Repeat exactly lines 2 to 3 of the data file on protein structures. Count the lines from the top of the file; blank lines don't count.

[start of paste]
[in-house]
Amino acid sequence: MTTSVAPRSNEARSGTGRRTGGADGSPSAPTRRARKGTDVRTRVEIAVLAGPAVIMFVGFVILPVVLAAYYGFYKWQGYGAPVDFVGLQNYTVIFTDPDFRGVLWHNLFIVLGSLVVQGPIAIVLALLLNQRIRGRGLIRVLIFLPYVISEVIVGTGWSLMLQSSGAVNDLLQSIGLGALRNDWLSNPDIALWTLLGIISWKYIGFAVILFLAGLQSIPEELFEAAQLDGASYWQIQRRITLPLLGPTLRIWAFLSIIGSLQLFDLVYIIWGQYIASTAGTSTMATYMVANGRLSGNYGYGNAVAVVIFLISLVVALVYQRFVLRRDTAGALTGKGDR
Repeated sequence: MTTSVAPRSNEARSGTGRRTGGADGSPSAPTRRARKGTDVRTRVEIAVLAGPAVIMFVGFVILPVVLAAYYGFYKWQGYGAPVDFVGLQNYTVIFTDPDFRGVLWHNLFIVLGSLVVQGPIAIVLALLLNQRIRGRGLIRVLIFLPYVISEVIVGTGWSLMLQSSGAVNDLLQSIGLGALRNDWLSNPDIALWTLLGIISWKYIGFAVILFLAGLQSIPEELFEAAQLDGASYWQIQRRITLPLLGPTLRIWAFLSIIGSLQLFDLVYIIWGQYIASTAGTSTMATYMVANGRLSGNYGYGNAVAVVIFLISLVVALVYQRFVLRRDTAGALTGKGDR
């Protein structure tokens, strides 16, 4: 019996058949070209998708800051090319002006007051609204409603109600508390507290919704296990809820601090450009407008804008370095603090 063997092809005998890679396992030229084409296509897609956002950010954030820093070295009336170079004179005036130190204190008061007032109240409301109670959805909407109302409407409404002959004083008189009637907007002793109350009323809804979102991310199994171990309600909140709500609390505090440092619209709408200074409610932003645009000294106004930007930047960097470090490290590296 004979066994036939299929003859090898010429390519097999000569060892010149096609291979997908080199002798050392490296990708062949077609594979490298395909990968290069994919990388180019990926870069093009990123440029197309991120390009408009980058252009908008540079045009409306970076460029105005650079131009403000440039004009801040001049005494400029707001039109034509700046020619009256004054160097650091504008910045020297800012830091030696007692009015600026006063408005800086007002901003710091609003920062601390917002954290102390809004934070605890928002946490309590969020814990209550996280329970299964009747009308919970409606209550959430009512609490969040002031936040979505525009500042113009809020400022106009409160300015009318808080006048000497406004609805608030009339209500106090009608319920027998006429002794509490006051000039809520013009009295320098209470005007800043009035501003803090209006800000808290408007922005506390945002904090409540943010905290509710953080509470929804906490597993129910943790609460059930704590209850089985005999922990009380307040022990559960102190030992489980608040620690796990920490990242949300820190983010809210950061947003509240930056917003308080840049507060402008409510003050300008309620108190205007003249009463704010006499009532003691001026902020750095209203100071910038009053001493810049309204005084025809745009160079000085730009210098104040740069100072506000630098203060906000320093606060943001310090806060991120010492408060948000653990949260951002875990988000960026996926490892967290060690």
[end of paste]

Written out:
Amino acid sequence: MTTSVAPRSNEARSGTGRRTGGADGSPSAPTRRARKGTDVRTRVEIAVLAGPAVIMFVGFVILPVVLAAYYGFYKWQGYGAPVDFVGLQNYTVIFTDPDFRGVLWHNLFIVLGSLVVQGPIAIVLALLLNQRIRGRGLIRVLIFLPYVISEVIVGTGWSLMLQSSGAVNDLLQSIGLGALRNDWLSNPDIALWTLLGIISWKYIGFAVILFLAGLQSIPEELFEAAQLDGASYWQIQRRITLPLLGPTLRIWAFLSIIGSLQLFDLVYIIWGQYIASTAGTSTMATYMVANGRLSGNYGYGNAVAVVIFLISLVVALVYQRFVLRRDTAGALTGKGDR
Repeated sequence: MTTSVAPRSNEARSGTGRRTGGADGSPSAPTRRARKGTDVRTRVEIAVLAGPAVIMFVGFVILPVVLAAYYGFYKWQGYGAPVDFVGLQNYTVIFTDPDFRGVLWHNLFIVLGSLVVQGPIAIVLALLLNQRIRGRGLIRVLIFLPYVISEVIVGTGWSLMLQSSGAVNDLLQSIGLGALRNDWLSNPDIALWTLLGIISWKYIGFAVILFLAGLQSIPEELFEAAQLDGASYWQIQRRITLPLLGPTLRIWAFLSIIGSLQLFDLVYIIWGQYIASTAGTSTMATYMVANGRLSGNYGYGNAVAVVIFLISLVVALVYQRFVLRRDTAGALTGKGDR